11.960 87.39
11.459 91.70
Parallelizing legacy codes (1)
We had an old F77 code for solving the Boussinesq wave
equations for tsunami simulation:
∂η
∂t
+∇ q = 0
q = (H +αη)∇φ +ǫH
￿
1
6
∂η
∂t

1
3
∇H  ∇φ
￿
∇H
∂φ
∂t
+
α
2
∇φ  ∇φ +η −
ǫ
2
H∇
￿
H∇
∂φ
∂t
￿
+
ǫ
6
H
2

2
∂φ
∂t
= 0
The code applies sophisticated numerics in tricky code that
would be hard to parallelize
Parallelizing legacy codes (2)
Ideas:
Apply overlapping domain decomposition for parallelizing the
mathematical problem - code that algorithm in Python
Let Python call the old F77 code as subdomain solver,fed
with right boundary conditions
No modifications of the old F77 code
All parallelization ”outside”,in Python
Speedup results:
#cores 1 4 16 64 128 512
wall time 234 63 22 5.8 3.8 2.2
speedup 3.7 11 41 92 106
40 time steps,2000 ×2000 cells
python 2.6,numpy 1.3,pypar 2.1.4
Some scientific software projects for large-scale simulation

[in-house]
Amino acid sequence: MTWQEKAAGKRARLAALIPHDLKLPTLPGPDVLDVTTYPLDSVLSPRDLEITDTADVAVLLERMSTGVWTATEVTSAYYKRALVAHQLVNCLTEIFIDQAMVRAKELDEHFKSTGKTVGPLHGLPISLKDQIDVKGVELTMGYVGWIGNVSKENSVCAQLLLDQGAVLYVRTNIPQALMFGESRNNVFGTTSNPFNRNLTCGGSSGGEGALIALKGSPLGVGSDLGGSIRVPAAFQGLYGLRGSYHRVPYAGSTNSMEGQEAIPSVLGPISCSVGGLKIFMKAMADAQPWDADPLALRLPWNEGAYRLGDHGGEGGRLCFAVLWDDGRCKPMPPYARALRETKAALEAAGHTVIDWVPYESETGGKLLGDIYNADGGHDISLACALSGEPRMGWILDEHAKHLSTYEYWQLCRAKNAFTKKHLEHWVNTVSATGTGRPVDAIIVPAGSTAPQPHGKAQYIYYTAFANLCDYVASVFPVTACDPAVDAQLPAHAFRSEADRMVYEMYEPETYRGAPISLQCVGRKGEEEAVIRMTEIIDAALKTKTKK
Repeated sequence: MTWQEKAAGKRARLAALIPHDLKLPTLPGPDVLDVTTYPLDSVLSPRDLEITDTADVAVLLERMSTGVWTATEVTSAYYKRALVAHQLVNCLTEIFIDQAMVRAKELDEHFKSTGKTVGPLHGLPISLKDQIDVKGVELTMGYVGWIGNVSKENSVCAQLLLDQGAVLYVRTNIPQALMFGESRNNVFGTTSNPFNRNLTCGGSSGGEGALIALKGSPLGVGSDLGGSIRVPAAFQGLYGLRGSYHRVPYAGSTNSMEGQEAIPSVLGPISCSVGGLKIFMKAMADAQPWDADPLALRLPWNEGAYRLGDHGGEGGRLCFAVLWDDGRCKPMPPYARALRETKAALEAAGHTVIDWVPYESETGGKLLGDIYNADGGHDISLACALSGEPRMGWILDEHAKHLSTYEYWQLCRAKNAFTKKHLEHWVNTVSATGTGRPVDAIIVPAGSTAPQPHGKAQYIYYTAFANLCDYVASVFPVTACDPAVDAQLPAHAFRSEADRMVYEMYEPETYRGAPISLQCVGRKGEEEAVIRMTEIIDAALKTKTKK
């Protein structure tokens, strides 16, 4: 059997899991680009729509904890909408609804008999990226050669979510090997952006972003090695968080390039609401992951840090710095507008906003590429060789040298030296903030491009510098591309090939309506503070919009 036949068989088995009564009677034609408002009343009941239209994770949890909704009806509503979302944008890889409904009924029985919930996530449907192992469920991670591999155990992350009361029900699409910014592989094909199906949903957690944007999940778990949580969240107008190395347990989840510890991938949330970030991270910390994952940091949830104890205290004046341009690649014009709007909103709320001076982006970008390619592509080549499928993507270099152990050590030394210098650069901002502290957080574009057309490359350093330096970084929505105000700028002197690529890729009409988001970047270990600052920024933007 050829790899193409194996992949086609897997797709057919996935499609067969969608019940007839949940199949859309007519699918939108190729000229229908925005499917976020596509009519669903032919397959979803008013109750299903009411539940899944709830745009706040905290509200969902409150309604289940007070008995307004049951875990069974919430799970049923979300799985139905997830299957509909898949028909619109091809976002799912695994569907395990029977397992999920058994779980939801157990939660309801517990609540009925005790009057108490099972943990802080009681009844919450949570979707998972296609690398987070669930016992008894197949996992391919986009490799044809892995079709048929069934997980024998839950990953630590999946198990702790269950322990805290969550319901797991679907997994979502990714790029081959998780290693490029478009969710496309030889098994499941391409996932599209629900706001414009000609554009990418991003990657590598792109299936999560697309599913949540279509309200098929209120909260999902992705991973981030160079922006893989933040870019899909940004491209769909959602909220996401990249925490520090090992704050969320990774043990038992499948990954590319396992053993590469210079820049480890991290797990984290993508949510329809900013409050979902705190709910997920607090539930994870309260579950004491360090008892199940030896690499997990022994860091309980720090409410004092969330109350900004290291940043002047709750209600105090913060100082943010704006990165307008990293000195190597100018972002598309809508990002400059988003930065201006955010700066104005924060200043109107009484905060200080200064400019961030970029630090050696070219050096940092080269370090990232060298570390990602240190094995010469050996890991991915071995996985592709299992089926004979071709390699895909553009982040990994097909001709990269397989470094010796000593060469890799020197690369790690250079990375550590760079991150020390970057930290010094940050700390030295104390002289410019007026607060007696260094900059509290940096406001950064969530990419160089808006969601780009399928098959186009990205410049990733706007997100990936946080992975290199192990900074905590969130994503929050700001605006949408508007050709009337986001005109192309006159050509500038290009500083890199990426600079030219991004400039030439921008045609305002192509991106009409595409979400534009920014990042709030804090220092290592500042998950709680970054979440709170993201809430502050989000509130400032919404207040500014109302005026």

General FE PDE solution:
FEniCS
,www.fenics.org
General FE PDE solution:
PyADH
,
https://adh.usace.army.mil/pyadh
Discontinuous Galerkin FE PDE solver:
hedge
,
mathema.tician.de/software/hedge
Quantum mechanics:
GPAW
,wiki.fysik.dtu.dk/gpaw
N-body dynamics:
pNbody
,obswww.unige.ch/˜revaz/pNbody
FEniCS:simulation code in Python w/autogenerated C++
code
Specify equation/model as a variational problem in Python:
a(u,v) = L(v)
Run-time generation of tailored C++ code
Link to general finite element and linear algebra libraries
Major result:generality + efficiency!
Support for ”exotic” finite elements
http://www.fenics.org
Hedge:Python + PyCUDA + MPI for PDE solution
Discontinuous Galerkin methods for PDEs
Written in Python with small pieces in C++
Runs on CPU+GPU (via PyCUDA)
Runs on multiple CPUs+GPUs via MPI
PDEs:Compressible Navier-Stokes,Maxwell’s,Euler,...
Hedge:16 GPUs vs 64 Xeons
PyADH:Python-based generic PDE solver environment